Structuring a chart
Sep 17, 2007
This chart from the NYT was intended to show how the EPA has moved the bar on vehicle mileage ratings: 2008 estimates were lower than 2007 estimates across the board, regardless of manufacturer, model and city/highway.
The chart was built from one basic component, repeated for each model. I like the discreet gridlines (the white ticks) which enable readers to count off the mileage ratings.
The data is rich: ratings were given along three dimensions (model, year of estimate and city/highway). Readers can benefit from a stronger guidance in where to look for the most pertinent information. As the chart stands, it is merely a container for the data. It fails our self-sufficiency test: all the data were printed on the chart, and the bars add little.
In the junkart version, I use knowledge of the data to structure the chart. First, noting that sedans, hybrids and trucks/SUVs/minvans have different levels of mileage ratings, I clustered the models into three groups. Secondly, the city and highway ratings were separated into two columns as I consider the between-model comparisons more important than city-highway comparisons. The chart is a dot plot, with a vertical tick for 2007 estimates and a dot for 2008 estimates. It's easy to see that all dots sit to the left of vertical ticks.
More subtly, we can also see that the hybrids appeared to have been penalized more. Or perhaps, the higher the rating, the larger the downward adjustment...
Source: "Mileage Ratings Are Still Estimates, Though Closer to Reality", New York Times, Sept 16 2007.
Why not sort the y-axis by mpg? Then the three groups would naturally fall out, and then wouldn't be the large "jumps" between the different groups.
Posted by: Hadley Wickham | Sep 17, 2007 at 01:56 PM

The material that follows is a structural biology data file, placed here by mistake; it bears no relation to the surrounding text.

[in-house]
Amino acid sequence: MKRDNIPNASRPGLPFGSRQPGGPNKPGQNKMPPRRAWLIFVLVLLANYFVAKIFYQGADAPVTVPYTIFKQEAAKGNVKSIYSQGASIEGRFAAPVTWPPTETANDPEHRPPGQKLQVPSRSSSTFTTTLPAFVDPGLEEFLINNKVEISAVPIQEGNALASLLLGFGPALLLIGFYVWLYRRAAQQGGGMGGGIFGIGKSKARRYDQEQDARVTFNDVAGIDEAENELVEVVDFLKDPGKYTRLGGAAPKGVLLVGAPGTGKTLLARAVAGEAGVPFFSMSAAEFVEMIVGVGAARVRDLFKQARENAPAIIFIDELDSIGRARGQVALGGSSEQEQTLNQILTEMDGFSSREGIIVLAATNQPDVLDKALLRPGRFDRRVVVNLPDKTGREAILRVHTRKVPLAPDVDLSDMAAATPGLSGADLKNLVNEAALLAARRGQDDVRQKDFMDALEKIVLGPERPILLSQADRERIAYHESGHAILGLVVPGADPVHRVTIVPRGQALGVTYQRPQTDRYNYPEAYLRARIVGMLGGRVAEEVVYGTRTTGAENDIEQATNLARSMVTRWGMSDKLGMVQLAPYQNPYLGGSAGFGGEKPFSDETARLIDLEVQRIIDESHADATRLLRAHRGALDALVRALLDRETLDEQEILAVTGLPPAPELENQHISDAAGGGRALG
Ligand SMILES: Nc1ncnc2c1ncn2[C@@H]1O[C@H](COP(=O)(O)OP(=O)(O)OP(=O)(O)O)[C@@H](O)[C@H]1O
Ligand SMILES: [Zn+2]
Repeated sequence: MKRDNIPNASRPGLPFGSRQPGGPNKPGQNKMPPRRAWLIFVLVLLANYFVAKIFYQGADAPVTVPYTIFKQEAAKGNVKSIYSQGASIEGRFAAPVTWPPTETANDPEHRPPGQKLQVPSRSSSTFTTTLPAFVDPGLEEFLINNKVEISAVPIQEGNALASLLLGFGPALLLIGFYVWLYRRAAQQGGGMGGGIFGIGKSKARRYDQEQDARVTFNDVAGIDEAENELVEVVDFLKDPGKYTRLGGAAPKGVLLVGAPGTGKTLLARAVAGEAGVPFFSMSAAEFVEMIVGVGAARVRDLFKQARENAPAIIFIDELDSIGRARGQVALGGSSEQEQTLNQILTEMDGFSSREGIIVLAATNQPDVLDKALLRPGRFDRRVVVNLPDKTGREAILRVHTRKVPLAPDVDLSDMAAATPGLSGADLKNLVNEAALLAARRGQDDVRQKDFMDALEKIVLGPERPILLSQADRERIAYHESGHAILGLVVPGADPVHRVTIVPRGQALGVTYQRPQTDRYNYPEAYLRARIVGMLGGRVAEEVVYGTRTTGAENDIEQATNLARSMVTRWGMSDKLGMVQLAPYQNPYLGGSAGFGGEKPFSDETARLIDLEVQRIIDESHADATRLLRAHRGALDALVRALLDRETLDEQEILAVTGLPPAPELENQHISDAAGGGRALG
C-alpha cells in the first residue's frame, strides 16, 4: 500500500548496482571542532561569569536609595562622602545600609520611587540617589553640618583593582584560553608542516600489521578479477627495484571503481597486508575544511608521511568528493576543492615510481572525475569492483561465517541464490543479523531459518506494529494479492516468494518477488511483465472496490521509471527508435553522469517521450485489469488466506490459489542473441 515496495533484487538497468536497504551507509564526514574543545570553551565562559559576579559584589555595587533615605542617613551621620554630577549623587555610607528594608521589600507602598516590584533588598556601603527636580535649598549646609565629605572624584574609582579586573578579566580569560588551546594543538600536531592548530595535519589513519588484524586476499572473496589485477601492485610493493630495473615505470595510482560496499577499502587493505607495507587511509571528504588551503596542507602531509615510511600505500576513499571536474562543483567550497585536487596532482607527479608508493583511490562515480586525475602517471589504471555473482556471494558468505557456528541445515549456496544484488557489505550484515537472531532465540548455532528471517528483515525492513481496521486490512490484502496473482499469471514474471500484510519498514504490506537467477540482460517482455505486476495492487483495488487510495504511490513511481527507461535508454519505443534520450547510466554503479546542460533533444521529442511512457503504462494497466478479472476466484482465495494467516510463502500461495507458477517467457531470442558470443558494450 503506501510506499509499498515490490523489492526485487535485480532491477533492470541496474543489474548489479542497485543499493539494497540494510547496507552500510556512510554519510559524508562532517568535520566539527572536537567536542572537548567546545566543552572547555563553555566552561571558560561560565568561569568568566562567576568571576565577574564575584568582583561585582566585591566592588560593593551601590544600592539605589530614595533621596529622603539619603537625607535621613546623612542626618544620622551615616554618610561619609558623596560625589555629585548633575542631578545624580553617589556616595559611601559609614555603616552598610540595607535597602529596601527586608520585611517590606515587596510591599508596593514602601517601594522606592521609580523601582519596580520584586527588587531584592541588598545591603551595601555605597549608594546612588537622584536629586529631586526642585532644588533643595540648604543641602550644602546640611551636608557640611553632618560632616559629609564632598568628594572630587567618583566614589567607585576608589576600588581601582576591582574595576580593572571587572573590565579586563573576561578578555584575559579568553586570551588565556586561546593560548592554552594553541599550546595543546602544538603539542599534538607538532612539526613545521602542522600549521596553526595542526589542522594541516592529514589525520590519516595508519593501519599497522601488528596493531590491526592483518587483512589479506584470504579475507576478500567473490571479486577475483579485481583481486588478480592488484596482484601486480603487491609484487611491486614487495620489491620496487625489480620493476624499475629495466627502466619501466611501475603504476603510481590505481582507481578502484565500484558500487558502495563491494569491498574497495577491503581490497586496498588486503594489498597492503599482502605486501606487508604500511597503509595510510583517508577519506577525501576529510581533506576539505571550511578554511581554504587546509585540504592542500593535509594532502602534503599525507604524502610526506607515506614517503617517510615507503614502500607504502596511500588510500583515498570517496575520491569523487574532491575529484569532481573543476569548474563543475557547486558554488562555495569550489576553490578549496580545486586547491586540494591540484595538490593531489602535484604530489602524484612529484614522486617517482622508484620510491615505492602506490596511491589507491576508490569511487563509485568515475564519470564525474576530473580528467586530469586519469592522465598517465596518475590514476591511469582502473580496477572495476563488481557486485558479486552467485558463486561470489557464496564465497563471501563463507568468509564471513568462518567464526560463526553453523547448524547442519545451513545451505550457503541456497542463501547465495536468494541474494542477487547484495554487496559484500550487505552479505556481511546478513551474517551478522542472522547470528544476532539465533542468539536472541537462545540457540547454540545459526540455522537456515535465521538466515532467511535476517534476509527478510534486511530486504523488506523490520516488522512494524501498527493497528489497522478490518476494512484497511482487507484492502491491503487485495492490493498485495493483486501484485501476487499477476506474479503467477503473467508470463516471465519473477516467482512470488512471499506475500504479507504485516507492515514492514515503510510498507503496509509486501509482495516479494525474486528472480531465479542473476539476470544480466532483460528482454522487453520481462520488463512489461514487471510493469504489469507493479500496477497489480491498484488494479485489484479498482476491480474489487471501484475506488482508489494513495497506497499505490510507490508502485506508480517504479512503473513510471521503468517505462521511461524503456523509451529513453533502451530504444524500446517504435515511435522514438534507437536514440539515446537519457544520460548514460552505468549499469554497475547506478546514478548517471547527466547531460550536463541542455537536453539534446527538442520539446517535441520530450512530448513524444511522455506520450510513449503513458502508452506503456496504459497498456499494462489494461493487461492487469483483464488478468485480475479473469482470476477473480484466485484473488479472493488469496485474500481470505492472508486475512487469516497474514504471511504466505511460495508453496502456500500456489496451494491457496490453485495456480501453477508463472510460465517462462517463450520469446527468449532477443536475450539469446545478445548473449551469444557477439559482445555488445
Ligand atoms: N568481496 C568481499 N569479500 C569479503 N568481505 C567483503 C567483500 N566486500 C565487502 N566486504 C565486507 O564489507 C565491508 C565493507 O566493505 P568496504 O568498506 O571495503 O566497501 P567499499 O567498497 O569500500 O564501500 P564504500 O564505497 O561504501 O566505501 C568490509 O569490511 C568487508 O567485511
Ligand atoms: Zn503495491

Hadley: I was thinking from a consumer perspective, you're either in the market for a sedan or a truck. I'd have put clear dividers between the three groups.
Posted by: Kaiser | Sep 17, 2007 at 07:34 PM
It would be interesting to see this expressed and visualised as a percentage reduction. I guess this must be how they calculate the changes.
Posted by: Jens | Sep 18, 2007 at 05:26 AM
Jens, or plotted on an exponential scale, which will show up the same thing: whether there is a constant ratio between "before" and "after".
The exponential scale will have the advantage of not destroying the original values, as a percentage operation does.
(The mischeivous side of me wants to find the size of the fuel tanks in gallons, plot that as a log-log scatter graph, and draw diagonal lines for the nominal range of the cars on a single full tank :-)
Posted by: derek | Sep 18, 2007 at 07:12 AM
I agree with Hadley. Why?
Because the whole point of having hybrid cars is that people will choose them over cars with high (and unknown future) running costs. So they are 'sedans' really.
If you want an ordering variable I would use the product of wheelbase & distance between front & back wheels. This is a measure of usable space for people or load into the vehicle. You might sqrt that product too of course.
If you sorted by mileage you could colour by vehicle 'group'.
I do not think miles per full tank will work well because manufacturers put bigger tanks in vehicles that use more petrol. Miles per $100 might work better.
Sorry, I am late to the commenting party...
Nice blog though. :-)
Posted by: DaveG | Oct 05, 2007 at 01:58 PM